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Topic: Buffer Solution for Drug Hydrolysis in Urine  (Read 340 times)

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Offline mrydberg

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Buffer Solution for Drug Hydrolysis in Urine
« on: December 09, 2020, 03:06:11 PM »
I am performing enzymatic hydrolysis of glucuronated drug molecules in urine using beta-glucurodinase. The enzyme I have requires the pH to be buffered around 6.8, and I am using ammonium acetate for this. Right now I mix 50ul of 0.5M buffer solution with 50ul of urine and 10ul of my enzyme solution. I would ideally like to dilute my urine sample as little as possible, so how could I minimize the amount of buffer solution I need?

Offline Babcock_Hall

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Re: Buffer Solution for Drug Hydrolysis in Urine
« Reply #1 on: December 09, 2020, 07:22:08 PM »
That is a difficult question without knowing more about this enzyme, especially in regard to its preference regarding ionic strength.  What considerations made you choose ammonium acetate?  What about using one of the Good's buffers, such as MOPS or PIPES, both of which buffer effectively in this region?  BisTris is another go-to buffer for me in this region.

I would consider using a lower final concentration of buffer if possible.  That way you could work from a 5X or 10x concentrated stock and have less dilution.  One disadvantage of working from a concentrated stock is that the final pH will not be identical to the pH of the stock buffer (but some buffers have known correction factors).

Offline mrydberg

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Re: Buffer Solution for Drug Hydrolysis in Urine
« Reply #2 on: December 10, 2020, 08:46:23 PM »
Thank you for the response. I selected ammonium acetate because I had seen it in literature used for my enzyme (Roche E. coli). I had a look at Good's buffers and they look like they would work very well for me. They also have correction factors listed for some, so I could try to work backwards from where I need to be to where I should start. If I started with a buffer solution that was 1M instead of 0.5M, then I would add 20ul instead of 50ul to the urine sample if I accounted for the pH shift? It seems too simple, am I missing something?

Offline Babcock_Hall

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Re: Buffer Solution for Drug Hydrolysis in Urine
« Reply #3 on: December 11, 2020, 02:09:35 PM »
I am hesitant to tell people to do something other than what is in the literature, unless there is a good reason.  Obviously if there were other literature on this enzyme in different buffers, that would be helpful.  Borek would know more, but I don't that that ammonium acetate has much buffer capacity at this pH.  Other buffers that had more buffering capacity might be used at lower concentration.  If the enzyme prefers relatively high ionic strength, one might add KCl, to compensate for the hypothetically lower ionic strength of different buffer.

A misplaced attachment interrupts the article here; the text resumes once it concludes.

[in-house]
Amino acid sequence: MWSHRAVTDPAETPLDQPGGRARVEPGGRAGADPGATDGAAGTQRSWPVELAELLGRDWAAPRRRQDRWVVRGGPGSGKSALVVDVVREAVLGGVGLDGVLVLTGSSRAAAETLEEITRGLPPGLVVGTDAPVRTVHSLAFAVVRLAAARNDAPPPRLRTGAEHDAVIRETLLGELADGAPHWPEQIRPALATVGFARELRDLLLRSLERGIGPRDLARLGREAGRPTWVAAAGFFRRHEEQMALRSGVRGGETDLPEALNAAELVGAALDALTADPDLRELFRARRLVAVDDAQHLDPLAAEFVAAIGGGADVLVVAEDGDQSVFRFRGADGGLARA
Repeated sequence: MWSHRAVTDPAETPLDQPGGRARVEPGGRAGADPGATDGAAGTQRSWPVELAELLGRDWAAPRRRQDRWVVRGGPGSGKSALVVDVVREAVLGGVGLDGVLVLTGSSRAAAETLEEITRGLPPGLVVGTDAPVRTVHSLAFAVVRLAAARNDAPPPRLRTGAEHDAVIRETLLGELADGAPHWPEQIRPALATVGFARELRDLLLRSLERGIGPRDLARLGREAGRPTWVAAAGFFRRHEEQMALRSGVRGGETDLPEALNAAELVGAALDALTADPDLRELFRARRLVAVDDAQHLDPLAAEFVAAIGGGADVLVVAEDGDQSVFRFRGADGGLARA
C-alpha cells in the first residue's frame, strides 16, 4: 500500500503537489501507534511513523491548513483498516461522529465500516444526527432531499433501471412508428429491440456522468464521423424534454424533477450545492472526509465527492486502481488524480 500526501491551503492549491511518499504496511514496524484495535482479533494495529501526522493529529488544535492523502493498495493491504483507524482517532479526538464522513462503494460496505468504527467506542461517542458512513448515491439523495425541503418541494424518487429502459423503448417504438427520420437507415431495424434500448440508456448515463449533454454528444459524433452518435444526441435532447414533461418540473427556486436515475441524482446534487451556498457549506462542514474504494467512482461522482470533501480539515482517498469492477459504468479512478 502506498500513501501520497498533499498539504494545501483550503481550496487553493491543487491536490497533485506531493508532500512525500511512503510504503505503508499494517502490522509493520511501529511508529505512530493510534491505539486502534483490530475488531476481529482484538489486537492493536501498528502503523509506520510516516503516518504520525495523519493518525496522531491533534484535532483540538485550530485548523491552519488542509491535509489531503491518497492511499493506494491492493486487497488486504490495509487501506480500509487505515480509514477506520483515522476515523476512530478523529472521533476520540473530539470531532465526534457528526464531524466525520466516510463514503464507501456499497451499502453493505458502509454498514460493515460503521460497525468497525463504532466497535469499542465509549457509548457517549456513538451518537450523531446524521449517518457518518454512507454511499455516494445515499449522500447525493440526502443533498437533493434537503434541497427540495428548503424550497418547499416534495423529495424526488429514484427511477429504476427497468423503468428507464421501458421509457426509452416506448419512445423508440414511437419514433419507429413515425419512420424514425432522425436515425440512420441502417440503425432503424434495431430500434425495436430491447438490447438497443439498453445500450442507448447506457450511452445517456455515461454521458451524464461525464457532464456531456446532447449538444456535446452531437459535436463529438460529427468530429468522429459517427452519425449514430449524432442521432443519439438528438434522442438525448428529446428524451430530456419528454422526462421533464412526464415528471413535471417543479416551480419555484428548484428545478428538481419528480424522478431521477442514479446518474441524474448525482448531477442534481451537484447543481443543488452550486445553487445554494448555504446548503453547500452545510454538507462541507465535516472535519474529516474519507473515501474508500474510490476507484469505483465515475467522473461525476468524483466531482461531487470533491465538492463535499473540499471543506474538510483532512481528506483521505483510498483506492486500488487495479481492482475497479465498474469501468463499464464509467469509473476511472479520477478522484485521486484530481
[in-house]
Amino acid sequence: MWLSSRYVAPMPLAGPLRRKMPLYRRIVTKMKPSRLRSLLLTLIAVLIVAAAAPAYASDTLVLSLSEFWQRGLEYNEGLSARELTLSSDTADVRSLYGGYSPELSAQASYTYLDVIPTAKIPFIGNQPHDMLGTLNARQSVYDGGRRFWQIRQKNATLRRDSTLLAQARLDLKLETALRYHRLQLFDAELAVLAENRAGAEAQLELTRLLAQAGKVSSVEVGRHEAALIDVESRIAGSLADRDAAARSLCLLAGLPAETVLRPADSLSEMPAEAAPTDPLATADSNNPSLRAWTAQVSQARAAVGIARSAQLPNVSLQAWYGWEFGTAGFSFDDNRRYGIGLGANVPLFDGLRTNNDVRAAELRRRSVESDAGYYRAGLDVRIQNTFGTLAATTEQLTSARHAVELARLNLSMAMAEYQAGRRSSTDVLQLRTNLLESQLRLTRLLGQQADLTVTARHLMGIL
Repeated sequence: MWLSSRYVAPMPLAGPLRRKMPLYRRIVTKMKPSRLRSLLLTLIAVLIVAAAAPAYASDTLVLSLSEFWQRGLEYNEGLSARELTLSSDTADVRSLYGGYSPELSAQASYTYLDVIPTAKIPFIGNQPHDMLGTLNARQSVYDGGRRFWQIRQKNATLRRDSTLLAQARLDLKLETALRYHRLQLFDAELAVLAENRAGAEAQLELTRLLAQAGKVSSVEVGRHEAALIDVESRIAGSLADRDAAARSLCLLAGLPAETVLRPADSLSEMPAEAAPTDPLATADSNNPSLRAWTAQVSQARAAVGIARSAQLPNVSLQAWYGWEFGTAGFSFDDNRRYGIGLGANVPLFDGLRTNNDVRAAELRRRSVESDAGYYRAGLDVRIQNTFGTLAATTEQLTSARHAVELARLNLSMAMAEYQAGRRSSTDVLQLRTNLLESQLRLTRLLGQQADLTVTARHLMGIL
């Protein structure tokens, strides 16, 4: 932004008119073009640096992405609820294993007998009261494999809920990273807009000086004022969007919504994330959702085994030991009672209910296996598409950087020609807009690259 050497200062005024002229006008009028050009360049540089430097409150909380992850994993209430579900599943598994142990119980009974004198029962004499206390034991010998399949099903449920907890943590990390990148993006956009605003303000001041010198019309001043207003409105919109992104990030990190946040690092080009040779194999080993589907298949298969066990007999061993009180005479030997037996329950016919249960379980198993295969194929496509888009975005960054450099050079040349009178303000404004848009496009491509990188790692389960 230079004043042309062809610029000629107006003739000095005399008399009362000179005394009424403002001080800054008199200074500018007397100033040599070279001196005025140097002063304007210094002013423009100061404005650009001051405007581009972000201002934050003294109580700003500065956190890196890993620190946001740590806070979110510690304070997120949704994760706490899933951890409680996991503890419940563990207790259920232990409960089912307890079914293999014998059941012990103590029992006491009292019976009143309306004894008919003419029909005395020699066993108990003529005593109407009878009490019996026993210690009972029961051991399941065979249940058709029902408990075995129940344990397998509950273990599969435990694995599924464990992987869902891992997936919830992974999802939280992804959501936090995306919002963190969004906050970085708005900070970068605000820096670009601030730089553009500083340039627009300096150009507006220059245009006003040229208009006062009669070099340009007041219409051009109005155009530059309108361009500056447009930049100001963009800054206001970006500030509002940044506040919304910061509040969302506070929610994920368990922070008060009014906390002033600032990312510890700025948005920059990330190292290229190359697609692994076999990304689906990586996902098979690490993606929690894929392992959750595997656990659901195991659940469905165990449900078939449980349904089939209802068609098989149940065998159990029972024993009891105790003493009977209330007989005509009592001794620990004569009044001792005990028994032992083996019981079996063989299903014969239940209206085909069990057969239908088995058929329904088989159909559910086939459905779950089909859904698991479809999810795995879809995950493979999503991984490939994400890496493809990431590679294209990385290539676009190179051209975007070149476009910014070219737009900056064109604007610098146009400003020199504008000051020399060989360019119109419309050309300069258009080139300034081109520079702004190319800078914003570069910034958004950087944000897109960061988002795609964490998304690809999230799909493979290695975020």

Regarding the pH shift, my previous comment was strictly about pH changes during dilution, not about any changes in pH due to the sample itself.  If I am following your proposal below, 25 µL of a 1 M stock is the same as 50 µL of a 0.5 M stock.

Offline mrydberg

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Re: Buffer Solution for Drug Hydrolysis in Urine
« Reply #4 on: December 11, 2020, 04:12:42 PM »
I really appreciate your help Babcock. What you say about using a more concentrated stock solution, and using a lower concentration of a buffer with higher buffer capacity makes sense. What is giving me pause is that in almost every methodology section I read in papers discussing enzymatic hydrolysis with beta-glucuronidase, they describe adding at least an equal volume of the buffer solution to the urine sample. Sometimes it can be a little less but it is never say five times less. I feel like I am missing something important about the process.

Hypothetically, if I buy a Good's buffer and make a concentrated solution, would this allow me to significantly reduce the volume of buffer solution I need to add to my sample (assuming it is compatible with the enzyme)?. I am ready to buy any enzyme and any buffer that would allow me to accomplish this goal, but I currently lack sufficient understanding to make decision.

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